If you’re prone to clogged pores or breakouts, think texture, not comedogenic rating systems, which are truly unreliable. Gels, serums, and liquids, not creams, balms, or oils are what to look for to reduce your odds of products triggering more breakouts or clogs.
I suffered from extreme acne throughout high school and part of college. It wasn't until I was prescribed Retin-A (Tretinoin Cream) and Sodium Sulfacetamide (Emollient Cream) that my skin completely cleared up (with the exception of the occasional pimple). For a little over 10 years I've been using the Retin-A at night and the Sodium cream in the morning, but have never used a moisturizer in fear that I will break out.
I just turned 30 and I keep hearing about the importance of moisturizing to maintain youthful skin. Do I need to include a moisturizer in my routine? If so, can you recommend a product that will not cause my skin to break out? I have normal to oily skin and price is not an issue.
As someone who spent my teens and much of my adult life battling breakouts, I empathize with you and understand the concern that comes along with adding a moisturizer to your routine. First things first, though: Moisturizer alone isn't going to keep your skin youthful. You need to be sure you're protecting your skin daily with a product rated SPF 25 or greater (and greater is better). This is especially important when using Retin-A, as your dermatologist hopefully mentioned to you years ago!
You'll need a moisturizer for daytime (which includes sunscreen) and one for nighttime (no sunscreen necessary), but you don't need to get a "traditional" moisturizer—meaning a moisturizer that is thick or creamy. The ingredients in any well-formulated moisturizer that matter most in keeping skin youthful—antioxidants, skin-repairing ingredients, and cell-communicating ingredients—do not require a creamy, heavy, or greasy consistency. These ingredients can be formulated in any texture, including liquids, which is why I often just use my Skin Balancing Toner as my "moisturizer." Gels and lightweight lotion moisturizers are also options, as these are unlikely to clog pores.
There are dozens of good options with the textures I've mentioned, and the most effective products don't necessarily cost a lot of money. Here are some of my favorites for breakout-prone skin:
Category: Blemish Prone Skin
I have dozens of little, needlepoint-like whiteheads on my chin. I've had them as long as I can remember. They are only visible when I flatten my chin (can't really see them when my face is in a natural, relaxed position). I use your Professional Blemish-Extracting Tool on this area and love it! It squeezes out the contents of all these little whiteheads. However, they fully reappear within 24 hours, even though I wash my face and use a salicylic acid treatment regularly. What are these little whiteheads and why do they keep coming back?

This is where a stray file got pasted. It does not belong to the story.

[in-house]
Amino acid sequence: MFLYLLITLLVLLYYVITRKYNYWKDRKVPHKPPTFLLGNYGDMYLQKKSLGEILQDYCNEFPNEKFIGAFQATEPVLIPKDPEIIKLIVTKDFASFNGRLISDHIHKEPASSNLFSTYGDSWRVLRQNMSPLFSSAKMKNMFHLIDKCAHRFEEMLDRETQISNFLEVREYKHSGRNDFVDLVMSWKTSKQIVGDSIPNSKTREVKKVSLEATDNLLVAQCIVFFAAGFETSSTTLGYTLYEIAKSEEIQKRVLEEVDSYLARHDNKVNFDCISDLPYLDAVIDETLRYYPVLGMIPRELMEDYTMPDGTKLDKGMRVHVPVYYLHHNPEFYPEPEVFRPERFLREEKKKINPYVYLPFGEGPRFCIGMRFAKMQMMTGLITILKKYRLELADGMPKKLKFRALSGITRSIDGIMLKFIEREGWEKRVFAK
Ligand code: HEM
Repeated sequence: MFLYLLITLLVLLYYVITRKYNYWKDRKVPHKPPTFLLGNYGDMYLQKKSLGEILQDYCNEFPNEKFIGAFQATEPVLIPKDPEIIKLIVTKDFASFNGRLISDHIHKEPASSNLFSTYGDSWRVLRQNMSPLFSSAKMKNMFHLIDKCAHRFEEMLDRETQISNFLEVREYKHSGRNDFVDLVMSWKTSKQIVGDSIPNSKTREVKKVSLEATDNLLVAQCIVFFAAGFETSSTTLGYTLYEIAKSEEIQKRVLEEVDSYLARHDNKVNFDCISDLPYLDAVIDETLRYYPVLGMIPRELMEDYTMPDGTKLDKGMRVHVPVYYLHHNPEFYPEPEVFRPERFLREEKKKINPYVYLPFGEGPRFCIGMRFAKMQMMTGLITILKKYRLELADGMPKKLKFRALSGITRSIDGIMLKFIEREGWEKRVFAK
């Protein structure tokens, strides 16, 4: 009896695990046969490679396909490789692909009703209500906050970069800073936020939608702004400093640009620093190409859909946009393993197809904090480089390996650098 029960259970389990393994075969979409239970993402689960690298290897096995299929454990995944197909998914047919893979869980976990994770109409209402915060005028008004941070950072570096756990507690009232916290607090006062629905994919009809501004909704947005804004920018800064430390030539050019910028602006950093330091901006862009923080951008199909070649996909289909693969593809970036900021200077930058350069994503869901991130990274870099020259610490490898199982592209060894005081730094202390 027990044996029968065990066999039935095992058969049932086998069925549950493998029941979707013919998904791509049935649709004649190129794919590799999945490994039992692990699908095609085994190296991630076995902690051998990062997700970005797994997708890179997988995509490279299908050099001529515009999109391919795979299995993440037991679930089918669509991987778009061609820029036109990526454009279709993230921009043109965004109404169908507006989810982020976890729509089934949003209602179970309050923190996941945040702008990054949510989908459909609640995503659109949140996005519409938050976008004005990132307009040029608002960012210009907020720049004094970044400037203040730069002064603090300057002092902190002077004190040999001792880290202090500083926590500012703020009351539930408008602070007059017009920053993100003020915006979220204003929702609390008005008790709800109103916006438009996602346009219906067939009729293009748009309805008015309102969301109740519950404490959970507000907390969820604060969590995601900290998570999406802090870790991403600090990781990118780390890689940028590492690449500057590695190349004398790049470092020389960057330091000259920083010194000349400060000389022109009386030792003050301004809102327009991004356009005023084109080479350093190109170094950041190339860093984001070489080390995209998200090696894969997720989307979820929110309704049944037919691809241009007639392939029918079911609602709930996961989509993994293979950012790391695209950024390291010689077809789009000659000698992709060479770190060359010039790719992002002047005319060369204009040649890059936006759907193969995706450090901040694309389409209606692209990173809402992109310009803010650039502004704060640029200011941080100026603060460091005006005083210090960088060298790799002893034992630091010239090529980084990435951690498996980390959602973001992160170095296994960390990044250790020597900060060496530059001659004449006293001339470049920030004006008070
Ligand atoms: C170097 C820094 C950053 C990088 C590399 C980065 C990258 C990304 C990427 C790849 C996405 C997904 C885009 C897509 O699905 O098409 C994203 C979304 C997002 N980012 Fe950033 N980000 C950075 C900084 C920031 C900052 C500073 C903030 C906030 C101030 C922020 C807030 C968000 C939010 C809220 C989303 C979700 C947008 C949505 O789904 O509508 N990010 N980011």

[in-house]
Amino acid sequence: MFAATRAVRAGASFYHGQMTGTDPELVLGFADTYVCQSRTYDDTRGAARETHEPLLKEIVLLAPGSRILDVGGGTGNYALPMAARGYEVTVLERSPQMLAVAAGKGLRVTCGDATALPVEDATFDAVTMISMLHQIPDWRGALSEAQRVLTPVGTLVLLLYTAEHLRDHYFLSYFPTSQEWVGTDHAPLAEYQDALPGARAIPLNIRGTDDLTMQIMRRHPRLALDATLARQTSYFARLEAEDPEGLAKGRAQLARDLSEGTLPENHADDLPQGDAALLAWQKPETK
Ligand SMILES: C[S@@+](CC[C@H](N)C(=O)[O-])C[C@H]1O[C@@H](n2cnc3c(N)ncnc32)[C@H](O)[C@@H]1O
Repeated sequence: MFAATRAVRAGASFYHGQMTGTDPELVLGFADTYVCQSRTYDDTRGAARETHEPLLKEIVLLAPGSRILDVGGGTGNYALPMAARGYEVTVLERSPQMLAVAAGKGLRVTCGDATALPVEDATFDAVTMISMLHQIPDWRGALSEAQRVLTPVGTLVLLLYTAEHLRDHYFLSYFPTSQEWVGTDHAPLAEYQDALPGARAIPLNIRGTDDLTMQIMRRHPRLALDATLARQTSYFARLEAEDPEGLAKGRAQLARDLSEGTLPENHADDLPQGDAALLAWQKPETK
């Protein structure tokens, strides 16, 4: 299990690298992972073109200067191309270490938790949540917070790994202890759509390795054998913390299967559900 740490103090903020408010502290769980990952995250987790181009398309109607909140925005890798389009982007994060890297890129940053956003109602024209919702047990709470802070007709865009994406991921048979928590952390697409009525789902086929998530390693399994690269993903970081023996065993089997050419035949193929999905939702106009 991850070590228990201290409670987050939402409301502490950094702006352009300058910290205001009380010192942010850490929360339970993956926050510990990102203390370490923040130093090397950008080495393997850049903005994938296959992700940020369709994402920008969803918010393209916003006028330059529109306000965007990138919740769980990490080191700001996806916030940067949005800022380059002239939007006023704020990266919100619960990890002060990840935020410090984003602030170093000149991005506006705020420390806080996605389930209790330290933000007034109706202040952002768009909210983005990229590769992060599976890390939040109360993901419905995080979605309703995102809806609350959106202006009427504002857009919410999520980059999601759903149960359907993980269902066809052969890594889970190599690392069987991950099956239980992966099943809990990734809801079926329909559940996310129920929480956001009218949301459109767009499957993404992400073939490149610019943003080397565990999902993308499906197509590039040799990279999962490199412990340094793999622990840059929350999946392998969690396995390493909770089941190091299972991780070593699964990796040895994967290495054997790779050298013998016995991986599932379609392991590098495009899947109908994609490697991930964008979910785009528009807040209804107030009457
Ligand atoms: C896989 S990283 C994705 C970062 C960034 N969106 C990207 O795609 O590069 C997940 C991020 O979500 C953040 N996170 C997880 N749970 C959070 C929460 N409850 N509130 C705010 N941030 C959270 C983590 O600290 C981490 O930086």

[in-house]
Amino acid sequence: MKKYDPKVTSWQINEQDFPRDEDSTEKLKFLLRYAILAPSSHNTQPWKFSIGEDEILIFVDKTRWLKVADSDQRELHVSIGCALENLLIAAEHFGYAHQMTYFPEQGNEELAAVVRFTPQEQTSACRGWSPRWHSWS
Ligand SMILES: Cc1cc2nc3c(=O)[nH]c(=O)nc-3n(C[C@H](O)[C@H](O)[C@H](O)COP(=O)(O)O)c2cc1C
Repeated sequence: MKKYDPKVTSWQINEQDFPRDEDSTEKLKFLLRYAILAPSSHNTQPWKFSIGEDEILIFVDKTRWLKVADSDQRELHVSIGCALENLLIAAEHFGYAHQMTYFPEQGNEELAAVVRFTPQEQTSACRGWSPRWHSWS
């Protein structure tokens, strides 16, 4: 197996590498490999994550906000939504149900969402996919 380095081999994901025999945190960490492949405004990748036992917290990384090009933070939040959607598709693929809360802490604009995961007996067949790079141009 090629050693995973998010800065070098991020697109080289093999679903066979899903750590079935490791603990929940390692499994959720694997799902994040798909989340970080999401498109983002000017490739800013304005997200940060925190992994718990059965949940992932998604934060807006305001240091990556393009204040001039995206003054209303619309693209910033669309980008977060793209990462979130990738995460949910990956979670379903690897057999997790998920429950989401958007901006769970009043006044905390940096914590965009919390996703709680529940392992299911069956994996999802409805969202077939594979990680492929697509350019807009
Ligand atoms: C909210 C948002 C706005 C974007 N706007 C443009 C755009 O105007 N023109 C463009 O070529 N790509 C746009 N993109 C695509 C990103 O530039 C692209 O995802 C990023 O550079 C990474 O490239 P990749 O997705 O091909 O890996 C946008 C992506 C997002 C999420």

— Katie H.
Whiteheads, also known as closed comedones or milia, are tiny, hard bumps just at and somewhat below the skin's surface. They're a type of clogged pore, and they can be exceedingly difficult to treat. You didn't mention which salicylic acid treatment you're using, but I highly recommend trying the Paula's Choice RESIST BHA 9, as its relatively high concentration of salicylic acid and the sustained-release formula may be just the solution to finally get these bumps under control.
The other option is to see a dermatologist for a series of salicylic acid peels (which can also be performed elsewhere on the face). These peels can be great for eliminating whiteheads, and your at-home treatment can help keep them at bay.
I suffer from severe "bacne" (acne on my back) and am having a difficult time finding legitimate advice on ways to treat it. What can I do to help clear it?
Although acne on the back (the dreaded "bacne") can be particularly frustrating, it's treated the same way as acne anywhere else on the body. That means gentle cleansing, exfoliating with a BHA (salicylic acid) product, and killing acne-causing bacteria with a topical disinfectant medicated with benzoyl peroxide. The key is to use those products consistently, as acne on the back can be very stubborn. You may want to consider spot-treating the larger blemishes with a potent yet gentle BHA treatment.